7 Factors to Take into Consideration before Buying Land to Build a Home


There are numerous reasons to purchase land and building a home on it, but the main reason is that people want space far away from neighbors and the big cities. If you have lived in the same area for quite some time and have finally found the perfect piece of land to purchase, you’ll be ready to sign on the dotted line. However, if you are new to the area, we recommend that you take your time becoming acclimated to everything before you narrow down your search parameters.

Here are 7 factors to take into consideration before buying land to build a home:

  • Zoning Requirements: You may think that you can build any type of home on any piece of property that you purchase, but that is not the case. Each area has their own zoning ordinances and you will need to follow them accordingly.
  • Sounds and Smells: There is nothing worse than buying a piece of land and then finding out that there is a pig farm right next door that smells oh so lovely when the wind is blowing the right way. The same goes for the noisy rooster that alerts you that the sun is rising every morning from the farm right next door.
  • Natural Hazards: The land that you are interested in might have some protected habitat sections on it, which means you will be limited with where you can build. The soil may be hazardous or that land might be where wildfires run rampant during the dry season. These are all things that you will want to know about before you make your purchase.
  • Elevation: Slightly elevated land will shift and change over time and that can cause your newly laid foundation to shift over time as well. Of course, if your land is lower than the surrounding areas, you may find that you are flooding quite often, and that is never good either.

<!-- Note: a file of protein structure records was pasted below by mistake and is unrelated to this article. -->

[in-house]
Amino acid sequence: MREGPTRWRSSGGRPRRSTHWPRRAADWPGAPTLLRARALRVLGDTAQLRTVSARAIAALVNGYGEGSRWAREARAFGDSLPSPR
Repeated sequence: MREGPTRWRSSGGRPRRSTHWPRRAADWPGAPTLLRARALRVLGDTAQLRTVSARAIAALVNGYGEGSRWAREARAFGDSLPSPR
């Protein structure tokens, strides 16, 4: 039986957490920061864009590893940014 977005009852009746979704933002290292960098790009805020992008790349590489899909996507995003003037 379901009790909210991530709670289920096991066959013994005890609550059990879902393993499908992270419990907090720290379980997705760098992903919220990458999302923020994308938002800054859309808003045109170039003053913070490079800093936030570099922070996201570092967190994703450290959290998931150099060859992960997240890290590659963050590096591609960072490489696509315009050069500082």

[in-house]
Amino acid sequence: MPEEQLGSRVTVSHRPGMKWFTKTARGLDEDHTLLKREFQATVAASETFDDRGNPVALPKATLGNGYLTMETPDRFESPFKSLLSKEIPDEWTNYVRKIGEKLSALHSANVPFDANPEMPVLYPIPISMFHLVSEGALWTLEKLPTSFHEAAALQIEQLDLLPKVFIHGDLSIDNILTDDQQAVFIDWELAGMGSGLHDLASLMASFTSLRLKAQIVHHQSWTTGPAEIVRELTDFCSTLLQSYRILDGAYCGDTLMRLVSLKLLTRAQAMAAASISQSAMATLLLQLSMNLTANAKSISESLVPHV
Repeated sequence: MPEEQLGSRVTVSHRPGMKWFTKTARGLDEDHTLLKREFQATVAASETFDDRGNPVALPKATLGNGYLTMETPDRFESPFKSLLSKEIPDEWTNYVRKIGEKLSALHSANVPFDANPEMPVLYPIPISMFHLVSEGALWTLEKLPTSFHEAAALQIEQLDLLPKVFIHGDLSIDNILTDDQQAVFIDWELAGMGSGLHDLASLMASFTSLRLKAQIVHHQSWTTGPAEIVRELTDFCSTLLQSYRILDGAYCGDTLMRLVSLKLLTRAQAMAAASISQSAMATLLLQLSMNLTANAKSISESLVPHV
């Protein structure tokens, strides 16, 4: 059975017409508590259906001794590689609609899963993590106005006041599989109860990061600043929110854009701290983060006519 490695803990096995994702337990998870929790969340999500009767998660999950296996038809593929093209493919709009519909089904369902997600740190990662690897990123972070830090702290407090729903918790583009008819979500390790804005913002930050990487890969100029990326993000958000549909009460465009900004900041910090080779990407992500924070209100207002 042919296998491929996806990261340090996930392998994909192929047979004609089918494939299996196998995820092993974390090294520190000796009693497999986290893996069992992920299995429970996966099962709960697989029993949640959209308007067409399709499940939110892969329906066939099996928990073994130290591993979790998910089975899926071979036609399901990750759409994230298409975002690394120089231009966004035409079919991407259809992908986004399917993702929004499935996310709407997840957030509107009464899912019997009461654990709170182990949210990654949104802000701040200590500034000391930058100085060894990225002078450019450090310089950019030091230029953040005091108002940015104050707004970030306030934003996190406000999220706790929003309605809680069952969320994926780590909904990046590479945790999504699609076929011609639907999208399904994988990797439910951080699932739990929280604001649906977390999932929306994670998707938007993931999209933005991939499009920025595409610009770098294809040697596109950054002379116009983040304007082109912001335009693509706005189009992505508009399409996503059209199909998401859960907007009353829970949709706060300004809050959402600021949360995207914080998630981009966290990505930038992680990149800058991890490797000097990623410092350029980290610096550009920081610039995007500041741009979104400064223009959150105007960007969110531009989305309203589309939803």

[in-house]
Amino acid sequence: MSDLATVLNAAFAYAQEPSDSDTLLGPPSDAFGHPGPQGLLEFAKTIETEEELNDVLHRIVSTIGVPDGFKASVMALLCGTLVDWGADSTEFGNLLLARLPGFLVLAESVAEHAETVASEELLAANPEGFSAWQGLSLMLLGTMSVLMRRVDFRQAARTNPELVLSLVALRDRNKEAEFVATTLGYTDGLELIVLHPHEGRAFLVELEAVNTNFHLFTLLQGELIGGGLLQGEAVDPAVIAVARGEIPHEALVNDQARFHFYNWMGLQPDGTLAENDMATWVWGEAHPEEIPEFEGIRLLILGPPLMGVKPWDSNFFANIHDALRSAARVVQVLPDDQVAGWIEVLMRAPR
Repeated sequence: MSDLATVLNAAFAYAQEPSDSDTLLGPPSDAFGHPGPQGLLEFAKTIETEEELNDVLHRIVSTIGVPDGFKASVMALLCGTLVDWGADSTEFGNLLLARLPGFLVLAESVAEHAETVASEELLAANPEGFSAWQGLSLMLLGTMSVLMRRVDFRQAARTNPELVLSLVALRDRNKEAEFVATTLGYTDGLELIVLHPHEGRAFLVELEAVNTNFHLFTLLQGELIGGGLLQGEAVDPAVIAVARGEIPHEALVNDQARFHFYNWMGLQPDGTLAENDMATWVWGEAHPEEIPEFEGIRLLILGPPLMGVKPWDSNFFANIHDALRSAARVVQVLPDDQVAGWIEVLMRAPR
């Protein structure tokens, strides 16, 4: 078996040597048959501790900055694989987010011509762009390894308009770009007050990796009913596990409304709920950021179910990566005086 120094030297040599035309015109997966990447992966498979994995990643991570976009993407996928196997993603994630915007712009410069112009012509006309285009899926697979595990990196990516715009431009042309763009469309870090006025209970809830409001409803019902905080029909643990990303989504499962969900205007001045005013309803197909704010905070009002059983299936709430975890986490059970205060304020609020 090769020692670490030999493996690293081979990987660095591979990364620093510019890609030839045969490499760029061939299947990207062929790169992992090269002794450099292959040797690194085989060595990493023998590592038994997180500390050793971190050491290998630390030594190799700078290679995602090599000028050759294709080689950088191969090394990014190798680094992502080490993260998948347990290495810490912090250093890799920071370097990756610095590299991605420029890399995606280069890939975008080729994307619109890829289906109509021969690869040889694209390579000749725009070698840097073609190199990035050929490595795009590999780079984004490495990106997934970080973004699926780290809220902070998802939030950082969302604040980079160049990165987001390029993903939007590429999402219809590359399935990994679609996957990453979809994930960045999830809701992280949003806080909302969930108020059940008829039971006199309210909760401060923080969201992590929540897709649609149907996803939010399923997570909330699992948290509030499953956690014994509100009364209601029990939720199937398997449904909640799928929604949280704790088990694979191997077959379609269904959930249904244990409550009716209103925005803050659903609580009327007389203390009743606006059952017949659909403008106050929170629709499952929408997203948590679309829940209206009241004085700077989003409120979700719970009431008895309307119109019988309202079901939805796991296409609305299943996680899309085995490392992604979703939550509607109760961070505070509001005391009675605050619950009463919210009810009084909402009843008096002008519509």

• Easements: You may find yourself looking at land that can only be reached by driving across the land next to it, and if that is the case, you will need to obtain an easement to continue driving that route.
  • Utilities: Land way out in the country is not going to have easy access to all the utilities that you are used to. You may find that you will not have access to public water and therefore will need to drill a well. You may also need to install a septic tank if sewers are not available. If electricity, telephone, and cable lines have not been established anywhere nearby, you may find yourself paying thousands of dollars to have them brought to your new home.
  • Appraisal: Most people will pay cash for the land that they purchase. If you are doing that, you will want to obtain an appraisal before making an offer. This will prevent you from paying too much for the land.

Some of these factors are easy to deal with, while others may cause a headache that is not going to make purchasing the land that you want worthwhile. We recommend weighing your options carefully, so you do not make a decision that you will regret in the future.

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